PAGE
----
Stink bugs are primarily herbivorous insects, which means their main diet consists of plant materials. They do not typically feed on other insects, including ladybugs. Ladybugs, on the other hand, are predatory insects that primarily feed on aphids and other small, soft-bodied insects. Ladybugs are considered beneficial insects in agriculture and gardening because they help control pest populations by consuming aphids, which are known to damage plants.

While stink bugs may not actively seek out ladybugs as prey, it's possible that there could be occasional interactions between the two insect species. However, stink bugs are not specialized predators of ladybugs, and such interactions would likely be rare. Both ladybugs and stink bugs have distinct feeding preferences and ecological roles within their respective ecosystems.

What Do Stink Bugs Eat In Winter?

Stink bugs enter a period of dormancy during the winter months, known as diapause. During this time, their metabolic activity decreases, and they become less active. Since stink bugs are primarily herbivorous and feed on plant materials, their food sources become limited during the winter when most plants are not actively growing and producing sap or fruit. Consequently, stink bugs do not have a readily available food source during the winter.

Instead, stink bugs rely on stored energy reserves to sustain themselves through the winter months. They may find sheltered locations, such as inside buildings or beneath tree bark, to conserve energy and avoid harsh weather conditions. Stink bugs can enter a state of torpor, where their metabolic rate drops significantly, allowing them to survive without food for an extended period.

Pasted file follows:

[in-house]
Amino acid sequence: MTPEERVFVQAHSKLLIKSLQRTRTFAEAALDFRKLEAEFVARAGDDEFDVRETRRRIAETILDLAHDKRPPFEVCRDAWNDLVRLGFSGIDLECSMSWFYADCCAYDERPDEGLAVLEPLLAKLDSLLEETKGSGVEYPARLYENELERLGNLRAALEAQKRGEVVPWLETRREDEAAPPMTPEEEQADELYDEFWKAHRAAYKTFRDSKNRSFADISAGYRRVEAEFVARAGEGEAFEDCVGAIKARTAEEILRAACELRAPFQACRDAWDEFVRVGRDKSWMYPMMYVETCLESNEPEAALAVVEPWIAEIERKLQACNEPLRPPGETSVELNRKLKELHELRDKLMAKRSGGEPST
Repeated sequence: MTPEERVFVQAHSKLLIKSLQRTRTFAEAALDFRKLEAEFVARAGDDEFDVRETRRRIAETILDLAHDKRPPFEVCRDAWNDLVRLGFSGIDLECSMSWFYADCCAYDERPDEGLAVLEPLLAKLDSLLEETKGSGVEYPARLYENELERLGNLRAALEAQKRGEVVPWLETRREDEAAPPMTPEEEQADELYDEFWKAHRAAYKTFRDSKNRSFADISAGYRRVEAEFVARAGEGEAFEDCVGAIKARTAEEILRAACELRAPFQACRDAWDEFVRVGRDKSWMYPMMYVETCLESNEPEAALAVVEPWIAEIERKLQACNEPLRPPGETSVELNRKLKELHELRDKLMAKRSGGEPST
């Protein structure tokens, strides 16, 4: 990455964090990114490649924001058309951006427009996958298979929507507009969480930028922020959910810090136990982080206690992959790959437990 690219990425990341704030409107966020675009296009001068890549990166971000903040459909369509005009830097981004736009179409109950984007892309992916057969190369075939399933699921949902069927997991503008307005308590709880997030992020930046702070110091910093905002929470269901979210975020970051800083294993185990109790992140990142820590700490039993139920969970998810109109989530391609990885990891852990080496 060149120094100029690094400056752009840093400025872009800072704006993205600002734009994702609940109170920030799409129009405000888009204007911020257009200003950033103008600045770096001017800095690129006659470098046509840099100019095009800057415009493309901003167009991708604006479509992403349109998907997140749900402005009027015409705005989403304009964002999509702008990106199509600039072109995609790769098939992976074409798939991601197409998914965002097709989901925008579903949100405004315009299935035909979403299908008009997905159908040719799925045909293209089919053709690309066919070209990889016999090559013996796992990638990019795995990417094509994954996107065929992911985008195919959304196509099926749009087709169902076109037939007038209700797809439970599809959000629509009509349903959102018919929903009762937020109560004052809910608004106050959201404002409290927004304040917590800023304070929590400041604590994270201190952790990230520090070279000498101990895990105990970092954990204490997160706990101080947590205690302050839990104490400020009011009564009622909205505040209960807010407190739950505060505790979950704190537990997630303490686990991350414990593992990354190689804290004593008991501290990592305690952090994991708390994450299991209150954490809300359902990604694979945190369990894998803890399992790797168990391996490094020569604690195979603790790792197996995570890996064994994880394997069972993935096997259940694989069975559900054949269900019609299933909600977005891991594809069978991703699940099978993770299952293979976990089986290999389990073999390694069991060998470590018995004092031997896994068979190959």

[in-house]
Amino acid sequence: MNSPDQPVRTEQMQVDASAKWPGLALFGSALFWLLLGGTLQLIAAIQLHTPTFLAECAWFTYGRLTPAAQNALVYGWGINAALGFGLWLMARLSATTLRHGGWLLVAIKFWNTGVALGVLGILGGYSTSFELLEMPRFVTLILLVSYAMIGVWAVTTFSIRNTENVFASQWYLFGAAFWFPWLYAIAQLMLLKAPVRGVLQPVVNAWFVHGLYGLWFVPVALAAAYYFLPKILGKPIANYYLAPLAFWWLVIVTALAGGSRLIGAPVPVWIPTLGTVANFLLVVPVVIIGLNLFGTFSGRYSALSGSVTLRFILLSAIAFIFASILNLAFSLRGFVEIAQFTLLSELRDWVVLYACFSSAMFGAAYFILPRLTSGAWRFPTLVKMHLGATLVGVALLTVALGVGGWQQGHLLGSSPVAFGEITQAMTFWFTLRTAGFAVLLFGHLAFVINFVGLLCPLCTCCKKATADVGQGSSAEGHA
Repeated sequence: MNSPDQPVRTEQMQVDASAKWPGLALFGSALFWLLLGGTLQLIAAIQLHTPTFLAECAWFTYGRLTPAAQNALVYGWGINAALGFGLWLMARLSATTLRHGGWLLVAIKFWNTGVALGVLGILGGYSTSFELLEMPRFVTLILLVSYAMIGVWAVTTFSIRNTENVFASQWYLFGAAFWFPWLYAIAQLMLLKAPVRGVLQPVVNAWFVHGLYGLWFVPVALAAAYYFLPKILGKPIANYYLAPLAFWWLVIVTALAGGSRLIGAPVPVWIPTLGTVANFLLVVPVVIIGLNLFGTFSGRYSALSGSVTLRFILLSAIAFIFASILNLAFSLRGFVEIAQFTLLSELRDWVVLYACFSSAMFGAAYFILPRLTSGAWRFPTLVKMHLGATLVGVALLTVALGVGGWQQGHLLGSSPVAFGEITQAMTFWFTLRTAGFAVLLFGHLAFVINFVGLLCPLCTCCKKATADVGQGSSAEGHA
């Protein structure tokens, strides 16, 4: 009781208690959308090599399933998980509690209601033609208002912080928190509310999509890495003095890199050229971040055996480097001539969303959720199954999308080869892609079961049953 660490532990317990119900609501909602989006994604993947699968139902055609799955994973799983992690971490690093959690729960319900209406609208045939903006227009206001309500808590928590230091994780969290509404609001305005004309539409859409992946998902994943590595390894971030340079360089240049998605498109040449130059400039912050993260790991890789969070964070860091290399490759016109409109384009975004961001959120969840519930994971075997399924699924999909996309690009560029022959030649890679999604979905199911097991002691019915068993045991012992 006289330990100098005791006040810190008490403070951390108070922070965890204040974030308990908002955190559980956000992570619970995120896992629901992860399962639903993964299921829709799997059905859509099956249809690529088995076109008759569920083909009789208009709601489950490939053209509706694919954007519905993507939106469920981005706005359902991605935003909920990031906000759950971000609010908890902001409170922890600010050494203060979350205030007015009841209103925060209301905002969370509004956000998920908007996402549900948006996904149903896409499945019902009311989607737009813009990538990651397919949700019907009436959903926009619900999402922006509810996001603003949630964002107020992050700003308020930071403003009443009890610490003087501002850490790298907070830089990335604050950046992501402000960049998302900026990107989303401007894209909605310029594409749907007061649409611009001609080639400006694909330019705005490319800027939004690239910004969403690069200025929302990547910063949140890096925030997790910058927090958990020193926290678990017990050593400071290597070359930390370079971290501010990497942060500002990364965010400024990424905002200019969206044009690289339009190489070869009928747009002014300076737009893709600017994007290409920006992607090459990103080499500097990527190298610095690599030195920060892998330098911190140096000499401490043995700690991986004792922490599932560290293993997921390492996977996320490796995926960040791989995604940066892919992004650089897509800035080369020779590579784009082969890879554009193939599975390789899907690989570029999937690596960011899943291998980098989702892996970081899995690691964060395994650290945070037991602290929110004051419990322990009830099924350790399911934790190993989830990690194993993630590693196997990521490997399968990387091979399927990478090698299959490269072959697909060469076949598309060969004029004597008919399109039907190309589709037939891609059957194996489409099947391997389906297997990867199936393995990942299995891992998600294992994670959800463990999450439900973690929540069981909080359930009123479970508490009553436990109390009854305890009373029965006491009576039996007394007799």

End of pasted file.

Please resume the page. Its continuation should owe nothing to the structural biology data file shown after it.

While in diapause, stink bugs primarily subsist on the energy reserves accumulated during the warmer months when they were actively feeding on plants. They are not actively foraging for food during the winter, and their focus is on survival and conserving energy until the arrival of spring when they become more active and resume their herbivorous feeding habits.

What Stink Bugs Eat

Due to their herbivorous diet, stink bugs may consume a variety of plant materials and may opportunistically feed on other substances when plant food is scarce. Here are some more details about what stink bugs eat:

  • Fruits and Vegetables: Stink bugs are known to feed on a wide range of fruits and vegetables, including but not limited to peaches, cherries, tomatoes, peppers, and beans. They use their specialized mouthparts to pierce the plant's tissues and extract the plant juices.
  • Plant Sap: Stink bugs primarily feed on plant sap or phloem, which is a nutrient-rich fluid that circulates through a plant's vascular system. By puncturing plant tissues and feeding on sap, they can obtain essential nutrients, such as sugars and amino acids.
  • Seeds: Some stink bug species may feed on seeds. They can pierce seeds and extract nutrients from them. This can be problematic for agricultural crops, as it can reduce seed quality.
  • Other Plant Parts: Stink bugs may also feed on other parts of plants, such as stems and leaves, especially when young nymphs are developing and do not have fully developed mouthparts for feeding on fruit.
  • Occasional Opportunistic Feeding: In rare instances, stink bugs might engage in opportunistic feeding on other insects or decaying organic matter when plant food sources are limited. However, this is not their primary or preferred source of nutrition.

While stink bugs can adapt to different food sources, their primary diet is plant-based. Their feeding habits on various crops and plants can make them significant agricultural pests, leading to economic losses for farmers. Efforts to manage and control stink bug populations are important for protecting crops and minimizing the damage they can cause.